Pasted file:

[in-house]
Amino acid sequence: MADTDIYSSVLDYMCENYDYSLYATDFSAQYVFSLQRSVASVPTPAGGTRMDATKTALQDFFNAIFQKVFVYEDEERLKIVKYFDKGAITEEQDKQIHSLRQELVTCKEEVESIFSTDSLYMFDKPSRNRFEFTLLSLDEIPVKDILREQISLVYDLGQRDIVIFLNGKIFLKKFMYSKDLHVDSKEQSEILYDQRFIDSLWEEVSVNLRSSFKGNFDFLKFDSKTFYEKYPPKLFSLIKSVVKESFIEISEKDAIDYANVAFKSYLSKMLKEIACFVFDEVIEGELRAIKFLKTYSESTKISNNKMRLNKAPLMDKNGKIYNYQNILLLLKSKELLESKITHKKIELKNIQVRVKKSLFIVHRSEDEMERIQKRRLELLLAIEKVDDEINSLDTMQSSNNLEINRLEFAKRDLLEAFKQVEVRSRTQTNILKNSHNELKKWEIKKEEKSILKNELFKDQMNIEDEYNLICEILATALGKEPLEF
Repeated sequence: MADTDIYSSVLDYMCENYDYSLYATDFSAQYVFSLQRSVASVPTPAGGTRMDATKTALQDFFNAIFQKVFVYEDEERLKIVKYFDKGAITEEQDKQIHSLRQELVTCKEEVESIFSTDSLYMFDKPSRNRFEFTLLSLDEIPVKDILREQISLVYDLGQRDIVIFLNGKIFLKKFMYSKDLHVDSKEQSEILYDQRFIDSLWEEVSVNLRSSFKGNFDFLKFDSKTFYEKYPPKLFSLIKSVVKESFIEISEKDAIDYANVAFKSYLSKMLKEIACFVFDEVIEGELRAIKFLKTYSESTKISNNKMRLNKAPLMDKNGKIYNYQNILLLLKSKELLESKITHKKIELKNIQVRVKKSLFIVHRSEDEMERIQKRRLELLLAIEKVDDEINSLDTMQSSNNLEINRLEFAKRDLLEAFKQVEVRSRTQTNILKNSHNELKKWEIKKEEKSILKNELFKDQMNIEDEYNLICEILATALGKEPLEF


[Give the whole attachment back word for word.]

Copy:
[in-house]
Amino acid sequence: MADTDIYSSVLDYMCENYDYSLYATDFSAQYVFSLQRSVASVPTPAGGTRMDATKTALQDFFNAIFQKVFVYEDEERLKIVKYFDKGAITEEQDKQIHSLRQELVTCKEEVESIFSTDSLYMFDKPSRNRFEFTLLSLDEIPVKDILREQISLVYDLGQRDIVIFLNGKIFLKKFMYSKDLHVDSKEQSEILYDQRFIDSLWEEVSVNLRSSFKGNFDFLKFDSKTFYEKYPPKLFSLIKSVVKESFIEISEKDAIDYANVAFKSYLSKMLKEIACFVFDEVIEGELRAIKFLKTYSESTKISNNKMRLNKAPLMDKNGKIYNYQNILLLLKSKELLESKITHKKIELKNIQVRVKKSLFIVHRSEDEMERIQKRRLELLLAIEKVDDEINSLDTMQSSNNLEINRLEFAKRDLLEAFKQVEVRSRTQTNILKNSHNELKKWEIKKEEKSILKNELFKDQMNIEDEYNLICEILATALGKEPLEF
Repeated sequence: MADTDIYSSVLDYMCENYDYSLYATDFSAQYVFSLQRSVASVPTPAGGTRMDATKTALQDFFNAIFQKVFVYEDEERLKIVKYFDKGAITEEQDKQIHSLRQELVTCKEEVESIFSTDSLYMFDKPSRNRFEFTLLSLDEIPVKDILREQISLVYDLGQRDIVIFLNGKIFLKKFMYSKDLHVDSKEQSEILYDQRFIDSLWEEVSVNLRSSFKGNFDFLKFDSKTFYEKYPPKLFSLIKSVVKESFIEISEKDAIDYANVAFKSYLSKMLKEIACFVFDEVIEGELRAIKFLKTYSESTKISNNKMRLNKAPLMDKNGKIYNYQNILLLLKSKELLESKITHKKIELKNIQVRVKKSLFIVHRSEDEMERIQKRRLELLLAIEKVDDEINSLDTMQSSNNLEINRLEFAKRDLLEAFKQVEVRSRTQTNILKNSHNELKKWEIKKEEKSILKNELFKDQMNIEDEYNLICEILATALGKEPLEF